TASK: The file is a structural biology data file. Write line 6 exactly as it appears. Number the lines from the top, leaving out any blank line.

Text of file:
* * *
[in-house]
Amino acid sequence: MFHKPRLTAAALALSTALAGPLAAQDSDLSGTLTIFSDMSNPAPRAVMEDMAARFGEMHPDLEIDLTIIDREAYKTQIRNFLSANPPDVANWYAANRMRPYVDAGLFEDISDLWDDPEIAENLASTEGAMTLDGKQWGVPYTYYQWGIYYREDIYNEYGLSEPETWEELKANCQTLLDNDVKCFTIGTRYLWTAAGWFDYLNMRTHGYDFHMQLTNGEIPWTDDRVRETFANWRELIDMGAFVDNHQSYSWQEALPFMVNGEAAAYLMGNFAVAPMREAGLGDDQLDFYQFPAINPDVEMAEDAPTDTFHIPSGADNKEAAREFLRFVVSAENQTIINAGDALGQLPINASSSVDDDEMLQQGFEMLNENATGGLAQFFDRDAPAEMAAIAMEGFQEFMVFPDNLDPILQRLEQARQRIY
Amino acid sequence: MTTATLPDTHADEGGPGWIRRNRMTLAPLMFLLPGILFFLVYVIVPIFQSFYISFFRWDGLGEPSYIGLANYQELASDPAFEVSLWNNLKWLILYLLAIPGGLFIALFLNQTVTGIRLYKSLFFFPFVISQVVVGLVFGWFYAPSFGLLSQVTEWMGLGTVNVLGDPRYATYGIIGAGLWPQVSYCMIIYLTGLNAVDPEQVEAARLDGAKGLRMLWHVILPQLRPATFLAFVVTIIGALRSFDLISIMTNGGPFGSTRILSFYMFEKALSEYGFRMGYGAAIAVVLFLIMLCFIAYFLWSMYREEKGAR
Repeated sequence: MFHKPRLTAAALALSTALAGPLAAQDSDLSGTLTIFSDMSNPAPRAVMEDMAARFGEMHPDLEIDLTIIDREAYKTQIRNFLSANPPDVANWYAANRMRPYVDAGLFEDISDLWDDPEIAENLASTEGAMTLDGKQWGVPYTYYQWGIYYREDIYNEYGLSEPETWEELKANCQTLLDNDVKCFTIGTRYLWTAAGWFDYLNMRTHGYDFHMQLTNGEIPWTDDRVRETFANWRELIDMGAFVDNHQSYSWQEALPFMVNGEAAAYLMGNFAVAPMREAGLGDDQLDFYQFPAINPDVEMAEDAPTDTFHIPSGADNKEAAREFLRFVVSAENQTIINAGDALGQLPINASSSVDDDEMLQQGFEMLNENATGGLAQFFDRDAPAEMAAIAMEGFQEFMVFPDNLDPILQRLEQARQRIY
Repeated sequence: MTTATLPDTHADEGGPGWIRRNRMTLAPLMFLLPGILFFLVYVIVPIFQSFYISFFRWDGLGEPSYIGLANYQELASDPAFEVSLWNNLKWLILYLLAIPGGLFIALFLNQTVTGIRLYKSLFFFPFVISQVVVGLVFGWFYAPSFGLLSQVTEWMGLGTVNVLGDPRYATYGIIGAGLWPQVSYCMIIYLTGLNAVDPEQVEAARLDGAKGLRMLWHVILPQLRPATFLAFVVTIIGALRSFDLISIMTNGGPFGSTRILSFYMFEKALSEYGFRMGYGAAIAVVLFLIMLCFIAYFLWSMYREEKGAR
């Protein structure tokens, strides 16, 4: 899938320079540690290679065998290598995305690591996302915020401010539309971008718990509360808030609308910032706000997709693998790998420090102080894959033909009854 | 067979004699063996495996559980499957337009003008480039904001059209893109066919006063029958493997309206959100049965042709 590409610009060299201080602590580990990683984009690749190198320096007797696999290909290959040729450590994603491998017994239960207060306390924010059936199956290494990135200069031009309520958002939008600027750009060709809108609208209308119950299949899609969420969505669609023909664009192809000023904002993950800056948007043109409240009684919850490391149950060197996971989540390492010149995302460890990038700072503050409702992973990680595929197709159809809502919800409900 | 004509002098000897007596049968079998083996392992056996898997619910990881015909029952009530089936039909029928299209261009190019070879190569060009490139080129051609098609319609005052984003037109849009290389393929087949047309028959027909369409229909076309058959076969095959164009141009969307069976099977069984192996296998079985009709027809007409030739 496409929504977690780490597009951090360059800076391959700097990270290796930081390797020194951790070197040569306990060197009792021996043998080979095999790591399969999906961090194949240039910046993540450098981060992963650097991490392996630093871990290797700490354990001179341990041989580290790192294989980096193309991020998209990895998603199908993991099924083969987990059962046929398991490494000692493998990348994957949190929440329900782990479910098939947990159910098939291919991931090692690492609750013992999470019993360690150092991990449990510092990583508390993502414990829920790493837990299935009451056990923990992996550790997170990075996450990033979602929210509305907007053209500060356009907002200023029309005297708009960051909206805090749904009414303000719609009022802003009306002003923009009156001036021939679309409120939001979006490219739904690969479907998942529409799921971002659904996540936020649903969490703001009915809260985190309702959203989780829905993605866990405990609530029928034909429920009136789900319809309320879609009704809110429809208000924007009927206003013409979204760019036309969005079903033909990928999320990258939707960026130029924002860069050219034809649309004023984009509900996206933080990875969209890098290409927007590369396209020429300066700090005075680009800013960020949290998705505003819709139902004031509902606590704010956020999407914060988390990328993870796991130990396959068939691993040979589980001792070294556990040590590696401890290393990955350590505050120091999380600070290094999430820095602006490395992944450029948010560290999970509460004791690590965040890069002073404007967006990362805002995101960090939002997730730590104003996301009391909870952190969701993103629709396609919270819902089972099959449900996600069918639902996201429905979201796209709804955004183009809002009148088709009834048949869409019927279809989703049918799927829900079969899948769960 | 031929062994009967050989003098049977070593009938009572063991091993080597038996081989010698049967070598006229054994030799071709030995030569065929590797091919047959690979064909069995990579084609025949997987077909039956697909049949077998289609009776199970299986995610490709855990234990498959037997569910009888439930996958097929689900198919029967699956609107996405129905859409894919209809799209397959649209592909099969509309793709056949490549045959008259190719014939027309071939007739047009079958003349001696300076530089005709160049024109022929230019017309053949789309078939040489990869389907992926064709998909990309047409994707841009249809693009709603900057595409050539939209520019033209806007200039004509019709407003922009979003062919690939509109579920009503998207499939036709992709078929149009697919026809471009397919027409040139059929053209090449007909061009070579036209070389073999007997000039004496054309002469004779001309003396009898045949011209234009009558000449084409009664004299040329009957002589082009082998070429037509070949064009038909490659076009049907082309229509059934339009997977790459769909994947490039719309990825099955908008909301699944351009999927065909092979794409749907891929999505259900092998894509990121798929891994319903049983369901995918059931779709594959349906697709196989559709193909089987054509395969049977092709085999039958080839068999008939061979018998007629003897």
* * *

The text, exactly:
């Protein structure tokens, strides 16, 4: 899938320079540690290679065998290598995305690591996302915020401010539309971008718990509360808030609308910032706000997709693998790998420090102080894959033909009854 | 067979004699063996495996559980499957337009003008480039904001059209893109066919006063029958493997309206959100049965042709 590409610009060299201080602590580990990683984009690749190198320096007797696999290909290959040729450590994603491998017994239960207060306390924010059936199956290494990135200069031009309520958002939008600027750009060709809108609208209308119950299949899609969420969505669609023909664009192809000023904002993950800056948007043109409240009684919850490391149950060197996971989540390492010149995302460890990038700072503050409702992973990680595929197709159809809502919800409900 | 004509002098000897007596049968079998083996392992056996898997619910990881015909029952009530089936039909029928299209261009190019070879190569060009490139080129051609098609319609005052984003037109849009290389393929087949047309028959027909369409229909076309058959076969095959164009141009969307069976099977069984192996296998079985009709027809007409030739 496409929504977690780490597009951090360059800076391959700097990270290796930081390797020194951790070197040569306990060197009792021996043998080979095999790591399969999906961090194949240039910046993540450098981060992963650097991490392996630093871990290797700490354990001179341990041989580290790192294989980096193309991020998209990895998603199908993991099924083969987990059962046929398991490494000692493998990348994957949190929440329900782990479910098939947990159910098939291919991931090692690492609750013992999470019993360690150092991990449990510092990583508390993502414990829920790493837990299935009451056990923990992996550790997170990075996450990033979602929210509305907007053209500060356009907002200023029309005297708009960051909206805090749904009414303000719609009022802003009306002003923009009156001036021939679309409120939001979006490219739904690969479907998942529409799921971002659904996540936020649903969490703001009915809260985190309702959203989780829905993605866990405990609530029928034909429920009136789900319809309320879609009704809110429809208000924007009927206003013409979204760019036309969005079903033909990928999320990258939707960026130029924002860069050219034809649309004023984009509900996206933080990875969209890098290409927007590369396209020429300066700090005075680009800013960020949290998705505003819709139902004031509902606590704010956020999407914060988390990328993870796991130990396959068939691993040979589980001792070294556990040590590696401890290393990955350590505050120091999380600070290094999430820095602006490395992944450029948010560290999970509460004791690590965040890069002073404007967006990362805002995101960090939002997730730590104003996301009391909870952190969701993103629709396609919270819902089972099959449900996600069918639902996201429905979201796209709804955004183009809002009148088709009834048949869409019927279809989703049918799927829900079969899948769960 | 031929062994009967050989003098049977070593009938009572063991091993080597038996081989010698049967070598006229054994030799071709030995030569065929590797091919047959690979064909069995990579084609025949997987077909039956697909049949077998289609009776199970299986995610490709855990234990498959037997569910009888439930996958097929689900198919029967699956609107996405129905859409894919209809799209397959649209592909099969509309793709056949490549045959008259190719014939027309071939007739047009079958003349001696300076530089005709160049024109022929230019017309053949789309078939040489990869389907992926064709998909990309047409994707841009249809693009709603900057595409050539939209520019033209806007200039004509019709407003922009979003062919690939509109579920009503998207499939036709992709078929149009697919026809471009397919027409040139059929053209090449007909061009070579036209070389073999007997000039004496054309002469004779001309003396009898045949011209234009009558000449084409009664004299040329009957002589082009082998070429037509070949064009038909490659076009049907082309229509059934339009997977790459769909994947490039719309990825099955908008909301699944351009999927065909092979794409749907891929999505259900092998894509990121798929891994319903049983369901995918059931779709594959349906697709196989559709193909089987054509395969049977092709085999039958080839068999008939061979018998007629003897």